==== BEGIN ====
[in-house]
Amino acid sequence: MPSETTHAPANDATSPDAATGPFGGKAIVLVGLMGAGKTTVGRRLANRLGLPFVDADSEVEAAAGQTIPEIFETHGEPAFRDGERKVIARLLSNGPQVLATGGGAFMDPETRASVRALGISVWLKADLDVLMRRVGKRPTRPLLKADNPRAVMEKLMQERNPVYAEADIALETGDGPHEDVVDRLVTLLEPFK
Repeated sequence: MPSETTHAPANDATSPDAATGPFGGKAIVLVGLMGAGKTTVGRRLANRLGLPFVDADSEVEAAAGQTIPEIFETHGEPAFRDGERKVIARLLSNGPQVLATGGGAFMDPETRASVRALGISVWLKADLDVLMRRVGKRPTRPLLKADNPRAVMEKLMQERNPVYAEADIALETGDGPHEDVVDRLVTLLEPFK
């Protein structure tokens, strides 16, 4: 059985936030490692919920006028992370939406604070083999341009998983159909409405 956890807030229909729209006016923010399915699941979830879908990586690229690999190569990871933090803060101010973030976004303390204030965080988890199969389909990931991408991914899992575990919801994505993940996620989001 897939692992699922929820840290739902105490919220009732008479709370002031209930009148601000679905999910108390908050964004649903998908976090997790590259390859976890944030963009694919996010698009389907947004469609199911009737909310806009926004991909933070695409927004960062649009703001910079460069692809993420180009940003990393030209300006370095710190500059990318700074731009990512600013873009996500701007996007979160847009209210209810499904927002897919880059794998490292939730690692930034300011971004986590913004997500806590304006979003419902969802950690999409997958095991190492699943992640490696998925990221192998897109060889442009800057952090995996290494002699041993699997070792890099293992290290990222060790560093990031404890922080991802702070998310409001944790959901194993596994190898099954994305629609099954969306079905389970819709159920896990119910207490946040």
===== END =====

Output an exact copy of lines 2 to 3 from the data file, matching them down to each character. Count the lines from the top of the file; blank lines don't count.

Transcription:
Amino acid sequence: MPSETTHAPANDATSPDAATGPFGGKAIVLVGLMGAGKTTVGRRLANRLGLPFVDADSEVEAAAGQTIPEIFETHGEPAFRDGERKVIARLLSNGPQVLATGGGAFMDPETRASVRALGISVWLKADLDVLMRRVGKRPTRPLLKADNPRAVMEKLMQERNPVYAEADIALETGDGPHEDVVDRLVTLLEPFK
Repeated sequence: MPSETTHAPANDATSPDAATGPFGGKAIVLVGLMGAGKTTVGRRLANRLGLPFVDADSEVEAAAGQTIPEIFETHGEPAFRDGERKVIARLLSNGPQVLATGGGAFMDPETRASVRALGISVWLKADLDVLMRRVGKRPTRPLLKADNPRAVMEKLMQERNPVYAEADIALETGDGPHEDVVDRLVTLLEPFK